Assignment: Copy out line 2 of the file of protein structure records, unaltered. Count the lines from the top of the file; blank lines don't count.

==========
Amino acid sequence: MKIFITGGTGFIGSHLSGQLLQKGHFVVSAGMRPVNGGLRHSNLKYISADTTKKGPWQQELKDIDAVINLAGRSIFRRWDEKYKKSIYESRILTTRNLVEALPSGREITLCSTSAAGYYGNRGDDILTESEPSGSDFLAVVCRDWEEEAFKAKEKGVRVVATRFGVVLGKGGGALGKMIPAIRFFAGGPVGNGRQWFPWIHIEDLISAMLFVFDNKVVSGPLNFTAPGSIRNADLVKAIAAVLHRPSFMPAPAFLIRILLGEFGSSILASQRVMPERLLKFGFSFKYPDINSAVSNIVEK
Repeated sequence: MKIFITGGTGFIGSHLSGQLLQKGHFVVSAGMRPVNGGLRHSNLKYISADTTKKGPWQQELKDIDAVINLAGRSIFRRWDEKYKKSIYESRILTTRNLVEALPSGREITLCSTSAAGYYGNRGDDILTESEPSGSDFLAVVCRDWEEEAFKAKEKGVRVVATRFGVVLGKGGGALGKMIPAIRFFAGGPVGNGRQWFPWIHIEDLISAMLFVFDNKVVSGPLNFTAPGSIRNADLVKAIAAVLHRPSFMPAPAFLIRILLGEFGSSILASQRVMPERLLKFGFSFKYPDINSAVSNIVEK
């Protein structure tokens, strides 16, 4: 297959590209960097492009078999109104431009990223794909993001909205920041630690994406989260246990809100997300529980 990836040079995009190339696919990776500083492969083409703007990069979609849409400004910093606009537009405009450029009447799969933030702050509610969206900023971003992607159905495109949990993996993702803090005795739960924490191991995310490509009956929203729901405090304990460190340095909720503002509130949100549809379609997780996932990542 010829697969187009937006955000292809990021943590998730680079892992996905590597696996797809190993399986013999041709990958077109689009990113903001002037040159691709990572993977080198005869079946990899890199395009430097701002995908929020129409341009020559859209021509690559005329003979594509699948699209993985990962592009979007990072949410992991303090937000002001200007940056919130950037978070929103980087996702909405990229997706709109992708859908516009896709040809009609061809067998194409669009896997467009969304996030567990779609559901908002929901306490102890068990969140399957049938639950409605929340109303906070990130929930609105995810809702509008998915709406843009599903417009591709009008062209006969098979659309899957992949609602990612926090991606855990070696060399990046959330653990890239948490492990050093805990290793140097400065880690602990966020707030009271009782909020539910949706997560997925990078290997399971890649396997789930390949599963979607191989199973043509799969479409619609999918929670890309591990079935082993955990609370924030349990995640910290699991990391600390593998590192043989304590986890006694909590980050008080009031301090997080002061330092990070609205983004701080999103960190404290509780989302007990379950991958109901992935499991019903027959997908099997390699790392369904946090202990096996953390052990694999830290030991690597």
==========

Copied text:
Repeated sequence: MKIFITGGTGFIGSHLSGQLLQKGHFVVSAGMRPVNGGLRHSNLKYISADTTKKGPWQQELKDIDAVINLAGRSIFRRWDEKYKKSIYESRILTTRNLVEALPSGREITLCSTSAAGYYGNRGDDILTESEPSGSDFLAVVCRDWEEEAFKAKEKGVRVVATRFGVVLGKGGGALGKMIPAIRFFAGGPVGNGRQWFPWIHIEDLISAMLFVFDNKVVSGPLNFTAPGSIRNADLVKAIAAVLHRPSFMPAPAFLIRILLGEFGSSILASQRVMPERLLKFGFSFKYPDINSAVSNIVEK